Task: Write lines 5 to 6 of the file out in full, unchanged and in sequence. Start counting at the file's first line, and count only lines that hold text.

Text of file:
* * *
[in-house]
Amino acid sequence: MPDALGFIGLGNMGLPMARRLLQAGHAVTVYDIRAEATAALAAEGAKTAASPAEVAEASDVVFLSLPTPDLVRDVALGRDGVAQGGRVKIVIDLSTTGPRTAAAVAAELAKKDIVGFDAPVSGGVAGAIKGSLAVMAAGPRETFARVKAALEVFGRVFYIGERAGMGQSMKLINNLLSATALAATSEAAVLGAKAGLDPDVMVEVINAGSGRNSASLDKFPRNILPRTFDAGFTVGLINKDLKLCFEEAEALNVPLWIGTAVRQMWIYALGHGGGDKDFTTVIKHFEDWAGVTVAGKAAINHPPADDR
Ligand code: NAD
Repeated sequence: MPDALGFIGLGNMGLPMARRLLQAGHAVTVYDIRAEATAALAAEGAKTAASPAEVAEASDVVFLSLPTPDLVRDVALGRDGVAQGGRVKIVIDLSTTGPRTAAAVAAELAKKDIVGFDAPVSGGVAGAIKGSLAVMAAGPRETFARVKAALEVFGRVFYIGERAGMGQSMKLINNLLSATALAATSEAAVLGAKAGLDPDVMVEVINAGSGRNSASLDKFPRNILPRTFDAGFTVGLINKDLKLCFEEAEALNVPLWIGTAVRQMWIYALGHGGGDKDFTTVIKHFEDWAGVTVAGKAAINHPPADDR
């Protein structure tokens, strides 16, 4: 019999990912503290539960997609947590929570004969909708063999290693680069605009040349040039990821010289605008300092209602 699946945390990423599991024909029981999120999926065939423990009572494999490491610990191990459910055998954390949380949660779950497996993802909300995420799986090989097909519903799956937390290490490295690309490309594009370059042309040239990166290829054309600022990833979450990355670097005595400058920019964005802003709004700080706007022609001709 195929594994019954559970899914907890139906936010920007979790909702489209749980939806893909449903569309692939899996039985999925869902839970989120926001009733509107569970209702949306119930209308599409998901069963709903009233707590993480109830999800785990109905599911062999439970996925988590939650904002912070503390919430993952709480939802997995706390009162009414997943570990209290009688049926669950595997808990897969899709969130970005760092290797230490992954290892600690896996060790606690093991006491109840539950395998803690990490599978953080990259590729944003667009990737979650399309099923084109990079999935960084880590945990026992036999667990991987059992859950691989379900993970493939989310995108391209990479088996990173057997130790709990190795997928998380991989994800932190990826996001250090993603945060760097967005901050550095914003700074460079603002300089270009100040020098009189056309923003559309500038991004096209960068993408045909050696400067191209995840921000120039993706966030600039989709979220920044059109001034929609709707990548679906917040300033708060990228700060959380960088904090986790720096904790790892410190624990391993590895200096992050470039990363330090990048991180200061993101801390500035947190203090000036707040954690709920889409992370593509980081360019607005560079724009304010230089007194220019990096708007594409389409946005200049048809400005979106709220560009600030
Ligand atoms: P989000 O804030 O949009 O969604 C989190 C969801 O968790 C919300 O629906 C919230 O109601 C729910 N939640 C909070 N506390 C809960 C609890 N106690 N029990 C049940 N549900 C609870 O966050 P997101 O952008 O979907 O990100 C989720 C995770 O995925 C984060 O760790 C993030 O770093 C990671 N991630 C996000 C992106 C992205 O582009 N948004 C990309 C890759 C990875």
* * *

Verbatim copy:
């Protein structure tokens, strides 16, 4: 019999990912503290539960997609947590929570004969909708063999290693680069605009040349040039990821010289605008300092209602 699946945390990423599991024909029981999120999926065939423990009572494999490491610990191990459910055998954390949380949660779950497996993802909300995420799986090989097909519903799956937390290490490295690309490309594009370059042309040239990166290829054309600022990833979450990355670097005595400058920019964005802003709004700080706007022609001709 195929594994019954559970899914907890139906936010920007979790909702489209749980939806893909449903569309692939899996039985999925869902839970989120926001009733509107569970209702949306119930209308599409998901069963709903009233707590993480109830999800785990109905599911062999439970996925988590939650904002912070503390919430993952709480939802997995706390009162009414997943570990209290009688049926669950595997808990897969899709969130970005760092290797230490992954290892600690896996060790606690093991006491109840539950395998803690990490599978953080990259590729944003667009990737979650399309099923084109990079999935960084880590945990026992036999667990991987059992859950691989379900993970493939989310995108391209990479088996990173057997130790709990190795997928998380991989994800932190990826996001250090993603945060760097967005901050550095914003700074460079603002300089270009100040020098009189056309923003559309500038991004096209960068993408045909050696400067191209995840921000120039993706966030600039989709979220920044059109001034929609709707990548679906917040300033708060990228700060959380960088904090986790720096904790790892410190624990391993590895200096992050470039990363330090990048991180200061993101801390500035947190203090000036707040954690709920889409992370593509980081360019607005560079724009304010230089007194220019990096708007594409389409946005200049048809400005979106709220560009600030
Ligand atoms: P989000 O804030 O949009 O969604 C989190 C969801 O968790 C919300 O629906 C919230 O109601 C729910 N939640 C909070 N506390 C809960 C609890 N106690 N029990 C049940 N549900 C609870 O966050 P997101 O952008 O979907 O990100 C989720 C995770 O995925 C984060 O760790 C993030 O770093 C990671 N991630 C996000 C992106 C992205 O582009 N948004 C990309 C890759 C990875």